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It is easy to install 6E5 in place of oscillator tube because socket's pinout of this amazing valve is nearly the same to pinout of common 6J5 and 6C5 triodes.

So, you can replace these tubes with The Magic Eye without any soldering. But if you want to see The Legendary Green Glow, you have to apply some voltage to the Pin #6 (fluorescent screen)...

Experimental QRP transmitter by UB5DT, "Radio" magazine, April 1967

"Radio" magazine cover, April issue, 1967
For those of my friends tube radio builders, who asked me about "Soviet novice transmitter", "XUSSR QRP TX" (as it pronounced in telegraph),"something authentic, but not too complex" etc, such a RIG should be a good choice - easy to build and clearly adjustable design, small amount of widespread parts, a lot of potential operational fun (two possible output sockets, changeable configuration, very uncommon CW note, i believe). And, after all - a frumpish bald telephonist on the cover as a genuine sign of Soviet authenticity.

Experimental QRP Transmitter by I. Tsapiv (UB5DT):

This simple two-stage telegraph transmitter has been developed for a QRP experiments on the amateur HF bands.

The rock bound exciter on the 6П3С (6L6-GB) vacuum tube utilizes circuit known as the "Three-point" (or Tritet in common notation). The crystal controls the frequency of oscillation - 3510kc in this case. Signal output is taken from a separate tuned tank circuit L1C4 in the plate circuit of exciter; this tank should be tuned to 3510kc or 7020kc.

The second stage on the 6П7С (6BG6) tube acts as an amplifier or frequency multiplier (doubler or tripler) depends on an inductance of the L2 coil and bias voltage on the signal grid of this tube.
QRP Transmitter
If you would like to use this transmitter on 80m band as well as on 40m with a noticeable lowered power, you have to connect an antenna to the "A1" connector and pull the amplifier tube (6BG6) out from the socket. For the general power output on 7020kc and QRP operations on 14040kc and 21060kc that tube has to be back and antenna switched to the "A2" output connector.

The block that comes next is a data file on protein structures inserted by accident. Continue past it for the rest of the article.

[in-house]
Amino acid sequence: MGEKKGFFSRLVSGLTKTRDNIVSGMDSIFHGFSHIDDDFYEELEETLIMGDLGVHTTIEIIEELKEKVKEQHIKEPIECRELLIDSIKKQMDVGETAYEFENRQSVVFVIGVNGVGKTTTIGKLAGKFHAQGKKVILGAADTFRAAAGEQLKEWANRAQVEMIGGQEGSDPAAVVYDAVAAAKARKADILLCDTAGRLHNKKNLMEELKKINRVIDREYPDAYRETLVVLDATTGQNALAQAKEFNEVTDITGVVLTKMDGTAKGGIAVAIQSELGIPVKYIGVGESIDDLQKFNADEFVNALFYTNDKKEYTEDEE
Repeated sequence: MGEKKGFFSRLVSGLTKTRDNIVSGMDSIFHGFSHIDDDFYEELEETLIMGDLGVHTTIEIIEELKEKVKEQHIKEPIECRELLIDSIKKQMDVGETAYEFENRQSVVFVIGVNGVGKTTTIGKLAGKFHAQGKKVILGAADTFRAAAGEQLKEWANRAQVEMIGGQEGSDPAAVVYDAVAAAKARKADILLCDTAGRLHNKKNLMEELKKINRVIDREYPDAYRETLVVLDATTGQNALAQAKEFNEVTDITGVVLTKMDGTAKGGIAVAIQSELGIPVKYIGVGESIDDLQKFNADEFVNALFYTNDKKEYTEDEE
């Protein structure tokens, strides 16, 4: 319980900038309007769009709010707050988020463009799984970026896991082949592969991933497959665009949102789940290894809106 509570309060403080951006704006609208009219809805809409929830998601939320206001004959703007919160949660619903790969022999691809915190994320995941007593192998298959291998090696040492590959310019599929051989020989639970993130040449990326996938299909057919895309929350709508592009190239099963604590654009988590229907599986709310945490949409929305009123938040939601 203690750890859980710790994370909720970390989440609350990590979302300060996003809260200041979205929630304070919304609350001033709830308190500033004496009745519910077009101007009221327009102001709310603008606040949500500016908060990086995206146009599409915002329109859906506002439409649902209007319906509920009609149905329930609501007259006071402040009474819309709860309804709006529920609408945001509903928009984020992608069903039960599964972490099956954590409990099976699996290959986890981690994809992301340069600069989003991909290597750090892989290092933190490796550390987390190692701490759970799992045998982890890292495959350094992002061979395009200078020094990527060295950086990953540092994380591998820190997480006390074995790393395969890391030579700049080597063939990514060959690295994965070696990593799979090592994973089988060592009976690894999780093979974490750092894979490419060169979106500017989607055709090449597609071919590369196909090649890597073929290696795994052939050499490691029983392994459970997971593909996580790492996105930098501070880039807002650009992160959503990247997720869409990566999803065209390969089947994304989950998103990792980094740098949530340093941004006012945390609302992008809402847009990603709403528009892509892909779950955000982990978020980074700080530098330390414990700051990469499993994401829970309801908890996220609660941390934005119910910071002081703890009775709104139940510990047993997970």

Measured Power:
frequency single stage (6П3С) both stages
3510kc 8 W -
7020kc 3 W 18 W
14040kc - 6...8 W
21060kc - 1,5...2,5 W

Several interesting QSO's  has been obtained using this transmitter in October 1966. For example, UA0MX and K2AGU on 14Mc, and F9MC on 21Mc with a power level as low as 1.7 Watt.

Two Tubes QRP Transmitter Circuit

Coil Data:
#frequency, kcwinding typecoil formturnswire
L1 3510...7020 Single-layer 30mm 15 ø 0,5mm
L2 7020 Single-layer 20mm 31 ø 0,35mm
L2 14040 Air-wound, 50mm long 30mm 11 ø 1,0mm
L2 21060 Air-wound, 35mm long 30mm 6,5 ø 1,0mm

Experimental QRP Transmitter Parts


Anonymous said...

Hello !
The 6L6 is just a 6BG6G, with the anode connection carried at the socket. It allows, therefore, a cleaner layout when it comes to delivering the RF to the PA tube. What do you think ? My main TX is a MOPA, actually, with VFO + 2 aperiodic buffers added before the driver/multiplier. Actually is general coverage from 1.6 up to 15 Mhz, and with some improvements in the resonant circuits, I am planning to go up to 28 MHz. It is so stable and chirpless that I don't need modern gear. The VFO is made by a triode, and has both band switching and control grid keying. The 7MHz 4th harmonic on 28 MHz is very clean and stable. My MOPA is really not a compromise ad allows me radio traffic in CW with, practically, no any limitations!
73 de Cristiano, IZ3CQI

Andy Nechaevsky said...

Hi Cristiano and thank you for the comment.

I shouldn't say that, for example, 6BG6 is a less powerful version of 807 or, as you said, slightly different version of 6L6. It is not quite true - those tubes has a different purpose, construction, characterisics and so on. Sure, they are very close to each other, but not the similar ones.

It would be really interesting to read an article on your MOPA, to see the photo set or even the video about it. If you'll decide to write such an article, please drop a link here.

73! UU1CC